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New ways to get great customer service

Companies would rather resolve your problem than have you bad-mouth them online

Published: November 05, 2014 05:00 PM

Because the Web boosts your clout, more companies live and die on their customer service

If you’re having a problem with a product or service, there are more ways than ever to get satisfaction, if you know how and where to complain.

With easily-accessible online forums, user reviews, social media, and other high-profile outlets, the last thing a company wants is for you to bad-mouth it in public. That's especially true if you have a legitimate gripe that can easily be addressed.

That’s why it’s not unusual these days for companies to respond directly to complaints posted on their websites or Facebook pages. A Sears rep, responding to a complaint, recently wrote:

“Alicia, we would like to look into your refund issues. Please private message us the original order number associated with your order. Thanks.” 

In fact, consumer opinion is so important to businesses that they often encourage you to give them positive reviews on shopping websites. Such reviews are especially important to individuals who sell on such sites as eBay and Amazon because they may not have a big brand name, glitzy website, or physical location to reassure customers who fear shopping with an unfamiliar merchant. "If you are satisfied with our items, " wrote one merchant to a Consumer Reports employee, "please give us a five-star feedback.” 

Reaching out to shoppers is even happening in walk-in stores. When shopping at a Best Buy store in New York, a store manager gave a woman there a note describing its goal to provide customers with a “World Class Experience. ” It also invited her to call or e-mail him personally for any assistance she might need with her purchase.

The important message from all this is that you may have more clout than you realize and you should use it to get satisfaction when you have a problem with a product or service. Of course, it’s not going to work every time. There are still plenty of companies that need to learn the hard way that if they ignore customer gripes, they do so at their peril.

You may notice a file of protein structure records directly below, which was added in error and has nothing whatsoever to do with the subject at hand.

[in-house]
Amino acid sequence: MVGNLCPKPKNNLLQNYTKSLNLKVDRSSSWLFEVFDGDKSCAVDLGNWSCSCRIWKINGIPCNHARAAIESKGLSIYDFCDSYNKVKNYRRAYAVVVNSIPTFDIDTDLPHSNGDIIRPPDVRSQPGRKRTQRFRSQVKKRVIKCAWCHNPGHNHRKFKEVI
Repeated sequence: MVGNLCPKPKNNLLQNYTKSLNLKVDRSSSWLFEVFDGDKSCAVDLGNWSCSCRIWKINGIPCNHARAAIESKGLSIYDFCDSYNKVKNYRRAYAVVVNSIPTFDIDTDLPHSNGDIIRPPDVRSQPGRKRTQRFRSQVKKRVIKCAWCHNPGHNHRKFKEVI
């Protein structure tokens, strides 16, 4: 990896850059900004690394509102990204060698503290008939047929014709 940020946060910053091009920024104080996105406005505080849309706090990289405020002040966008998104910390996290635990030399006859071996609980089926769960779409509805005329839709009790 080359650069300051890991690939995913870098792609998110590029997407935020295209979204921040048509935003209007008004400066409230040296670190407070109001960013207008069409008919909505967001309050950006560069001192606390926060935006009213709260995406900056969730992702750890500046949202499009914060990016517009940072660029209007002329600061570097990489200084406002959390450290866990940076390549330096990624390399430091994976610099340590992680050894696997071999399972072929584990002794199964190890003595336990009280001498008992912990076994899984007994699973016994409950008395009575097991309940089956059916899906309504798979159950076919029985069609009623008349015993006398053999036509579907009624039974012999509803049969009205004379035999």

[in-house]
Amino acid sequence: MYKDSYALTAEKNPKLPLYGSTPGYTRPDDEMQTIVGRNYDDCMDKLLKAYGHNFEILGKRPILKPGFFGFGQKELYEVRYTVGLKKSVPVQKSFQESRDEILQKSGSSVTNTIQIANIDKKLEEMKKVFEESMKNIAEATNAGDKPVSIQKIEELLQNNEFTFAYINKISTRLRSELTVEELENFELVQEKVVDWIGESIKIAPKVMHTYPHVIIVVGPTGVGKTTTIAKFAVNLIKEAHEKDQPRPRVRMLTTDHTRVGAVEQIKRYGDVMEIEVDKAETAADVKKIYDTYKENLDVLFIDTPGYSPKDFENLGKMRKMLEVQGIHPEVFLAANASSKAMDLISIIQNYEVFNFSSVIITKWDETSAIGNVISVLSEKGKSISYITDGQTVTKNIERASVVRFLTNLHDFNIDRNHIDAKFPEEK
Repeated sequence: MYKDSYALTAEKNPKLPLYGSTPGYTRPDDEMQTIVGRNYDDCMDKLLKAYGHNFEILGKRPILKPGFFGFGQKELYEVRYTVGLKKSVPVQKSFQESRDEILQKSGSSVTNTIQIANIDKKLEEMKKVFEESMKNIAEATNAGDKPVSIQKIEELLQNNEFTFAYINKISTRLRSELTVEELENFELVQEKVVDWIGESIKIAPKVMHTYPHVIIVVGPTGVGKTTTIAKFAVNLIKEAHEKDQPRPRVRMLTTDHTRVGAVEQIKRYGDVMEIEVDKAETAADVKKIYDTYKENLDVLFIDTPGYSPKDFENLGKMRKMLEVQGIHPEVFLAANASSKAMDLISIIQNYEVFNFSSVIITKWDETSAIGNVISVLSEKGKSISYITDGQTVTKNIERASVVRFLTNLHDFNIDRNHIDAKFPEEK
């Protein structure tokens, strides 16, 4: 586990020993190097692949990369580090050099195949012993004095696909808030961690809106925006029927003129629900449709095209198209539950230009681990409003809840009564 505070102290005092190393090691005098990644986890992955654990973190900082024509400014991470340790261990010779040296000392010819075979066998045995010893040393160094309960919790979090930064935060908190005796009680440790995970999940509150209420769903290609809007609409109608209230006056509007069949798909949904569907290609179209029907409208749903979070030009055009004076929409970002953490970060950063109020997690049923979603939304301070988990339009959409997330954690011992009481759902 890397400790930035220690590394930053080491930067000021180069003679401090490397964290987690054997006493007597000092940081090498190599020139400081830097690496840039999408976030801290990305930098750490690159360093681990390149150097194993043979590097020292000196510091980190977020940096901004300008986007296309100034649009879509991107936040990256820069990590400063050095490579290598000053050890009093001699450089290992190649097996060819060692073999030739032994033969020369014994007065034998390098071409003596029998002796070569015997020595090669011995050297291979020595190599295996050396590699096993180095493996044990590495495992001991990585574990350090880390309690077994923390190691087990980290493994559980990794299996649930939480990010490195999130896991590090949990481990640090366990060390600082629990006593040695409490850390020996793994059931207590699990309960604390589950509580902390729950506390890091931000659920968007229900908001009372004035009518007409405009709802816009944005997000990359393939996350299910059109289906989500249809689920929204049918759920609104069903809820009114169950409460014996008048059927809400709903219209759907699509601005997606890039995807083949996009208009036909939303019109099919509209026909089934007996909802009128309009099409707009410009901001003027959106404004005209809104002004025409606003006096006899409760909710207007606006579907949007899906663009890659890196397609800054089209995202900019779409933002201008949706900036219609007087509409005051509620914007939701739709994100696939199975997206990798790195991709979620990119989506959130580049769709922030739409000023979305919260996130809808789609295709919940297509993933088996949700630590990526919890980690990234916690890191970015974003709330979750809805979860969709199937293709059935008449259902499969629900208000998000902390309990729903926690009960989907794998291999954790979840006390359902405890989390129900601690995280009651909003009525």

Tell Consumer Reports all about your customer service experiences for consideration in an upcoming report.  

What to do

The goal of any company is to keep the customers it has and to attract new ones. And you should complain in a way that let’s them know that helping you will do just that.

Be nice. If you have a complaint and you approach the company with guns blazing, announcing that you’re not interested in remaining a customer, you’re removing a big incentive for the company to resolve your problem. Instead, be nice. Let the company know that you and your family are enthusiastic customers, that you like its products or services, and that you’re simply looking to resolve the current issue, which you’re sure that a company with such a good reputation will want to do.

Go up the food chain. Just because a customer service rep refuses to help doesn’t mean that’s the company’s policy. You simply may be speaking to an employee whose having a bad day. If you don't get the satisfaction you expect, don’t resist contacting the CEO. Use a web search to get a name. Some company websites even have links that let you email the executive offices. Of course, the head honcho probably isn’t going to read your complaint personally, but having your issue referred by the executive office is sure to get the attention of someone in customer service. Some companies even have executive response teams that give such complaints special treatment.

Post the outcome. If a company resolves a complaint you posted online, post a response explaining that it was resolved. It’s good for other customers to know, and it sends the company a message that good customer service pays off. Of course, if the company didn’t fix your problem, others need to know that, too.

—Anthony Giorgianni

Editor's Note:

Have a great customer service related story to tell? Consumer Reports would love to hear it.



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